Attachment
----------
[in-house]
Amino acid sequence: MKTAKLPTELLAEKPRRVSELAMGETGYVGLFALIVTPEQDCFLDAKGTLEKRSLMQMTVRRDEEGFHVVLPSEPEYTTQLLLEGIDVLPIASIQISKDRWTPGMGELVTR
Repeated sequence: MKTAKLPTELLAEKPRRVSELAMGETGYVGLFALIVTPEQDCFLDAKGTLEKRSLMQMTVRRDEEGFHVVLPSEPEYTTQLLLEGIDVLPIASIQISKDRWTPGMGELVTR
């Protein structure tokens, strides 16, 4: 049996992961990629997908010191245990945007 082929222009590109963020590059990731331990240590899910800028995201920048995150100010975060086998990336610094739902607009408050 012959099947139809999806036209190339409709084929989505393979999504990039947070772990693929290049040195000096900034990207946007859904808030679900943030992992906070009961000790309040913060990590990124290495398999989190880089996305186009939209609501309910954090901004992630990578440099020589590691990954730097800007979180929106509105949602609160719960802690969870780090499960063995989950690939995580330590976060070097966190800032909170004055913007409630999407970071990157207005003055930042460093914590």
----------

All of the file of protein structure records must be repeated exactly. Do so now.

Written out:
[in-house]
Amino acid sequence: MKTAKLPTELLAEKPRRVSELAMGETGYVGLFALIVTPEQDCFLDAKGTLEKRSLMQMTVRRDEEGFHVVLPSEPEYTTQLLLEGIDVLPIASIQISKDRWTPGMGELVTR
Repeated sequence: MKTAKLPTELLAEKPRRVSELAMGETGYVGLFALIVTPEQDCFLDAKGTLEKRSLMQMTVRRDEEGFHVVLPSEPEYTTQLLLEGIDVLPIASIQISKDRWTPGMGELVTR
């Protein structure tokens, strides 16, 4: 049996992961990629997908010191245990945007 082929222009590109963020590059990731331990240590899910800028995201920048995150100010975060086998990336610094739902607009408050 012959099947139809999806036209190339409709084929989505393979999504990039947070772990693929290049040195000096900034990207946007859904808030679900943030992992906070009961000790309040913060990590990124290495398999989190880089996305186009939209609501309910954090901004992630990578440099020589590691990954730097800007979180929106509105949602609160719960802690969870780090499960063995989950690939995580330590976060070097966190800032909170004055913007409630999407970071990157207005003055930042460093914590």